Warfarin acts by antagonizing the cofactor function of vitamin K. Variability in the anticoagulant response to warfarin is an ongoing clinical dilemma. Although clinical efficacy of warfarin varies with intake of vitamin K, genetic polymorphisms that modulate expression of CYP2C9, the isoform mediating clearance of S-warfarin, may have significant effect on warfarin therapy. Moreover, several herbal remedies also interact with warfarin. St. John's wort may have the potential to diminish warfarin's anticoagulation effect by increasing clearance through inducing CYP2C9 (66). Another report indicates that St. John's wort increases clearance of both R- and S-warfarin but ginseng has no effect (67).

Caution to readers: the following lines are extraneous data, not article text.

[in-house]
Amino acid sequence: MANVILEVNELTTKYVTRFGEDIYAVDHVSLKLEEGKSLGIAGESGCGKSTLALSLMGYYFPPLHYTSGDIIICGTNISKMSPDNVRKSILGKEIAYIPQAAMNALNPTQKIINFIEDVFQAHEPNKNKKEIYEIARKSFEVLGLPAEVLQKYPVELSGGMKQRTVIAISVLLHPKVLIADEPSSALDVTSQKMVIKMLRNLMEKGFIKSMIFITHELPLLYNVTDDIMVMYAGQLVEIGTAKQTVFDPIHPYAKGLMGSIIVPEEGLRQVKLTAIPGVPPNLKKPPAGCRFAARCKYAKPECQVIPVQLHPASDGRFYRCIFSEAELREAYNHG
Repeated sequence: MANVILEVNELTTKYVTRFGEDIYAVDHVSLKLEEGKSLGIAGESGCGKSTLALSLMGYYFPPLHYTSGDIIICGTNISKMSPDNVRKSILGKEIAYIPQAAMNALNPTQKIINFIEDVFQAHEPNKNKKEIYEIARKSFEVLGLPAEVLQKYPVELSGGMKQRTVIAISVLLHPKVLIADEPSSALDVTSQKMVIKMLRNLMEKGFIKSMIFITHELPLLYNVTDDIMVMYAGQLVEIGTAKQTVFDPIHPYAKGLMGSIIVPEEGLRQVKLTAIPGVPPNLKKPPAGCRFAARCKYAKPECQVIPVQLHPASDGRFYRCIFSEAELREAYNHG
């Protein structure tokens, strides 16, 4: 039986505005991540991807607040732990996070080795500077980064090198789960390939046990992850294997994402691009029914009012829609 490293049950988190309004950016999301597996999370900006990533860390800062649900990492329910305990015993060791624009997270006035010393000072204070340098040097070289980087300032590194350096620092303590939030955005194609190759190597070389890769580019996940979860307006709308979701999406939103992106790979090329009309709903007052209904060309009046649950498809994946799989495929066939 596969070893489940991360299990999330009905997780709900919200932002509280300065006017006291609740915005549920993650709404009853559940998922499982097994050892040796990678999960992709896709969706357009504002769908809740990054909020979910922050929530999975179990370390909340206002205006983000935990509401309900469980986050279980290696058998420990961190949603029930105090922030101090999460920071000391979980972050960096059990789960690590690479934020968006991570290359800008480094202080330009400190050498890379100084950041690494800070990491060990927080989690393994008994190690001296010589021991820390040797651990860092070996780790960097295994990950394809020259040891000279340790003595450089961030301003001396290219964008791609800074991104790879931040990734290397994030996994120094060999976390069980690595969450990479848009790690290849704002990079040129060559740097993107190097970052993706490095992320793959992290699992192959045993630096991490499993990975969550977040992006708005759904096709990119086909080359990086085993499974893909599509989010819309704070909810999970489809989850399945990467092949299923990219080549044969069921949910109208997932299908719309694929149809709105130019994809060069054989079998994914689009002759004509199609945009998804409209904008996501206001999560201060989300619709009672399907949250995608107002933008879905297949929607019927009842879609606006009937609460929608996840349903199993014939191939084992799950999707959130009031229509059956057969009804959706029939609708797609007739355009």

Anticoagulant effect of warfarin increases if combined with coumarin-containing herbal remedies such as bilba, fenugreek and dong quai or with antiplatelet herbs such as danshen, garlic and ginkgo biloba. Conversely, vitamin K-containing supplement such as green tea may antagonize the anticoagulant effect of warfarin. The international normalization ratio (INR) was increased in a patient treated with warfarin for atrial fibrillation when he started taking coumarin-containing herbal products boldo and fenugreek. After discontinuation of herbal supplements, his INR returned to normal after 1 week (68,69). Increased anticoagulation due to interaction between warfarin and danshen has been reported. (70,71). Two cases of increased INR were mentioned in patients taking garlic previously stabilized on warfarin (72). A likely mechanism is an additive effect because garlic has antiplatelet activity.
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